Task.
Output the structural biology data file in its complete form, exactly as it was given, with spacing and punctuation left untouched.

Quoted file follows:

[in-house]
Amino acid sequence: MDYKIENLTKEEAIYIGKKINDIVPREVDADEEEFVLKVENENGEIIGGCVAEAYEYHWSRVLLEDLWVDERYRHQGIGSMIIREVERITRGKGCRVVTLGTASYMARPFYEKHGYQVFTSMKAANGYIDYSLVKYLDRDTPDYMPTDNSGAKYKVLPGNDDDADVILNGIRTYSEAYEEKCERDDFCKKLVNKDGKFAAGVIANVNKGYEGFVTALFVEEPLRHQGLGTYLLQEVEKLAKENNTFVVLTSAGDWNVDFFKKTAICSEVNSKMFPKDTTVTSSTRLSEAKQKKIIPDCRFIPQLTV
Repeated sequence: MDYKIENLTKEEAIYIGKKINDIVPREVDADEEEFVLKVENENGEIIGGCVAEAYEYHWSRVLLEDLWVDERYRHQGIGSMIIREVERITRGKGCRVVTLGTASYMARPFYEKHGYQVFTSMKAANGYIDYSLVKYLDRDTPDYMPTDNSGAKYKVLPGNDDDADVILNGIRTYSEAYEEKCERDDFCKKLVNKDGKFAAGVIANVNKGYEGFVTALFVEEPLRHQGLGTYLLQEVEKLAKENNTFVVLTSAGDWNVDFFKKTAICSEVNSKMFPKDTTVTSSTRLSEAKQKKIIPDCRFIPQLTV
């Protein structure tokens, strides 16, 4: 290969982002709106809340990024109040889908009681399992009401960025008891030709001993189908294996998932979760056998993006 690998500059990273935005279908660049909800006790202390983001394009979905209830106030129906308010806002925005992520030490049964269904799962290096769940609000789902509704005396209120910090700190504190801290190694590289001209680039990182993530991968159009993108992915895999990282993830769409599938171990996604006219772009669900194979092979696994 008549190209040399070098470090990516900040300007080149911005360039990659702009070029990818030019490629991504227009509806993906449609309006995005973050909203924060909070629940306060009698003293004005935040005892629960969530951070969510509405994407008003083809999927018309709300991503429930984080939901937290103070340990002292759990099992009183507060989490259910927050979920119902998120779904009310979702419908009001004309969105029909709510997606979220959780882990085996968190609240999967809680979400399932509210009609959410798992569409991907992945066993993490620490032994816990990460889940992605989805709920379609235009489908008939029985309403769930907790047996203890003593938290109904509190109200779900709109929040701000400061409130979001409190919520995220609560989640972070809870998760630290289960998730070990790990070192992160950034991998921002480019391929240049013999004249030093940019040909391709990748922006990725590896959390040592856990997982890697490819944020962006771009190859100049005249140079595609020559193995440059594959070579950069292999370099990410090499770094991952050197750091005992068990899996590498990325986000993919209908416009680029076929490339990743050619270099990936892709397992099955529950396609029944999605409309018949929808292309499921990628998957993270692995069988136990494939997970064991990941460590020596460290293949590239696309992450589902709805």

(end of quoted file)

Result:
[in-house]
Amino acid sequence: MDYKIENLTKEEAIYIGKKINDIVPREVDADEEEFVLKVENENGEIIGGCVAEAYEYHWSRVLLEDLWVDERYRHQGIGSMIIREVERITRGKGCRVVTLGTASYMARPFYEKHGYQVFTSMKAANGYIDYSLVKYLDRDTPDYMPTDNSGAKYKVLPGNDDDADVILNGIRTYSEAYEEKCERDDFCKKLVNKDGKFAAGVIANVNKGYEGFVTALFVEEPLRHQGLGTYLLQEVEKLAKENNTFVVLTSAGDWNVDFFKKTAICSEVNSKMFPKDTTVTSSTRLSEAKQKKIIPDCRFIPQLTV
Repeated sequence: MDYKIENLTKEEAIYIGKKINDIVPREVDADEEEFVLKVENENGEIIGGCVAEAYEYHWSRVLLEDLWVDERYRHQGIGSMIIREVERITRGKGCRVVTLGTASYMARPFYEKHGYQVFTSMKAANGYIDYSLVKYLDRDTPDYMPTDNSGAKYKVLPGNDDDADVILNGIRTYSEAYEEKCERDDFCKKLVNKDGKFAAGVIANVNKGYEGFVTALFVEEPLRHQGLGTYLLQEVEKLAKENNTFVVLTSAGDWNVDFFKKTAICSEVNSKMFPKDTTVTSSTRLSEAKQKKIIPDCRFIPQLTV
């Protein structure tokens, strides 16, 4: 290969982002709106809340990024109040889908009681399992009401960025008891030709001993189908294996998932979760056998993006 690998500059990273935005279908660049909800006790202390983001394009979905209830106030129906308010806002925005992520030490049964269904799962290096769940609000789902509704005396209120910090700190504190801290190694590289001209680039990182993530991968159009993108992915895999990282993830769409599938171990996604006219772009669900194979092979696994 008549190209040399070098470090990516900040300007080149911005360039990659702009070029990818030019490629991504227009509806993906449609309006995005973050909203924060909070629940306060009698003293004005935040005892629960969530951070969510509405994407008003083809999927018309709300991503429930984080939901937290103070340990002292759990099992009183507060989490259910927050979920119902998120779904009310979702419908009001004309969105029909709510997606979220959780882990085996968190609240999967809680979400399932509210009609959410798992569409991907992945066993993490620490032994816990990460889940992605989805709920379609235009489908008939029985309403769930907790047996203890003593938290109904509190109200779900709109929040701000400061409130979001409190919520995220609560989640972070809870998760630290289960998730070990790990070192992160950034991998921002480019391929240049013999004249030093940019040909391709990748922006990725590896959390040592856990997982890697490819944020962006771009190859100049005249140079595609020559193995440059594959070579950069292999370099990410090499770094991952050197750091005992068990899996590498990325986000993919209908416009680029076929490339990743050619270099990936892709397992099955529950396609029944999605409309018949929808292309499921990628998957993270692995069988136990494939997970064991990941460590020596460290293949590239696309992450589902709805």